Gender profiling has become known as the intersection of one’s sex and gender as well as the perceived femininity or masculinity of one’s race. While these perceived characteristics create an individual’s gender profile, studies suggest that different workplace occupations also have gender profiles, meaning that some groups are more likely to succeed in such roles that match their own gender profile. But is gender profiling in the hiring process discriminatory?
Gendering Job Positions Has Long-Term Impacts
Even in today’s modern society, many employment opportunities are gendered–from nursing to teaching, being a midwife, or mailman, the implications of the gendered stereotypes often hinders many qualified individuals from applying for, or even being considered for jobs based upon their gender.
In many ways, these roles came about because of the gender stereotypes women and men had been pigeonholed to such as women being nurturing and men as being breadwinners and decision-makers.
A 2017 study showed that when job roles become gendered, not only does it impact who gets the job, but also determines if it is more credible than others.
But what happens when these stereotypes invade the hiring process. Is it discriminatory?
Gender Discrimination in the Hiring Process
Gender bias is the discriminatory treatment–be it explicit or implicit–of job candidates based upon their gender. Typically, this is not done intentionally to hurt a candidate, but rather is an unconscious bias based upon stereotypes. However, when employers begin to make hiring decisions based upon candidates’ gender and their perceived ability because of their gender status, they are being discriminatory. This is because an employer hiring one candidate based on their gender means that they will not hire another because of their gender.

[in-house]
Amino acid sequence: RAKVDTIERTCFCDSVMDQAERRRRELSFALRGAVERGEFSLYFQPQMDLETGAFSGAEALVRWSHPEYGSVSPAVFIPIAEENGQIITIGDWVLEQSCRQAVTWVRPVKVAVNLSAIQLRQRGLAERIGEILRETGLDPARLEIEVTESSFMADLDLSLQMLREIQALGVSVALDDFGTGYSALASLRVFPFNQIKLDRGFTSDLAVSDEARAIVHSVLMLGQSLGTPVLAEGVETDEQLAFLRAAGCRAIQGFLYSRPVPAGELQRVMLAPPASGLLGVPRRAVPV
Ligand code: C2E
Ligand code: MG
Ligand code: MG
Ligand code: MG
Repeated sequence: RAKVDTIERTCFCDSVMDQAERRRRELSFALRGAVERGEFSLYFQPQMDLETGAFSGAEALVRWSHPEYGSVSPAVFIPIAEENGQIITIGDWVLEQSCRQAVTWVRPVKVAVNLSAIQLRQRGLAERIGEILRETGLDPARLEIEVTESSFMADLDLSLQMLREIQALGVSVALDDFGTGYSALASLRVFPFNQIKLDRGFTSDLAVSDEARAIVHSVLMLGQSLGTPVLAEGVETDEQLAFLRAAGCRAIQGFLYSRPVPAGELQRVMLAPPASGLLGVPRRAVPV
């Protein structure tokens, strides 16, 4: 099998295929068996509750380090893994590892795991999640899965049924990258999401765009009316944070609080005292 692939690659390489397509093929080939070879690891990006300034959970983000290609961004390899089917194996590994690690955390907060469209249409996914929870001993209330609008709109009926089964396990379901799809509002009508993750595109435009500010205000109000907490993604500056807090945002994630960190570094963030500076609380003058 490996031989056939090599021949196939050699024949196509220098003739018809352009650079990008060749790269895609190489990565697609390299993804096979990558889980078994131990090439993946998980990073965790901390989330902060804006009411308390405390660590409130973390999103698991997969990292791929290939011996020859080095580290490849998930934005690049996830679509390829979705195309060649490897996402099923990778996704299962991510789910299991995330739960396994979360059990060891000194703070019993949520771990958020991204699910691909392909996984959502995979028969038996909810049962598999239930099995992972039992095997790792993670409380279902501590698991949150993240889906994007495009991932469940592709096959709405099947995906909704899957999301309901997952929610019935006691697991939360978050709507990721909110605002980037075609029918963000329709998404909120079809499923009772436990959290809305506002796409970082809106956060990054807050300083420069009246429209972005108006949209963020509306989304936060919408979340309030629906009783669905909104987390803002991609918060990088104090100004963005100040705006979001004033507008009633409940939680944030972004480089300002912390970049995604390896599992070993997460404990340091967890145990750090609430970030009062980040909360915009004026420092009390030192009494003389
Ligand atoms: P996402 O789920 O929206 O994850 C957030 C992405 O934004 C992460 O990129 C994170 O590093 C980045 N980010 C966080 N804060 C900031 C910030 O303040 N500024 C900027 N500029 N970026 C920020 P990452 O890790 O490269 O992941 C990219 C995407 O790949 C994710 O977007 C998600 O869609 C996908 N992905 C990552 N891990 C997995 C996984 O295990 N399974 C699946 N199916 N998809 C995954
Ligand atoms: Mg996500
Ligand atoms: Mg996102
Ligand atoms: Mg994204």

In any stage of employment from hiring to firing, it is illegal to discriminate against a job applicant because of their race, color, religion, sex, disability, or genetic information.
In addition, the June 2020 Supreme Court Ruling in the case Bostock v. Clayton County ruled that “An employer who fires an individual for being homosexual or transgender fires that person for traits or actions it would not have questioned in members of a different sex. Sex plays a necessary and undisguisable role in the decision, exactly what Title VII forbids.”
In this way, more sex and gender protections have been expanded to protect more employees from discrimination in the hiring process.
Protection From Gender Discrimination: Brown Kwon & Lam
If your rights have been violated in New York as a result of gender discrimination, you deserve justice. Contact the employment discrimination attorneys of Brown Kwon & Lam today. We will fight for you.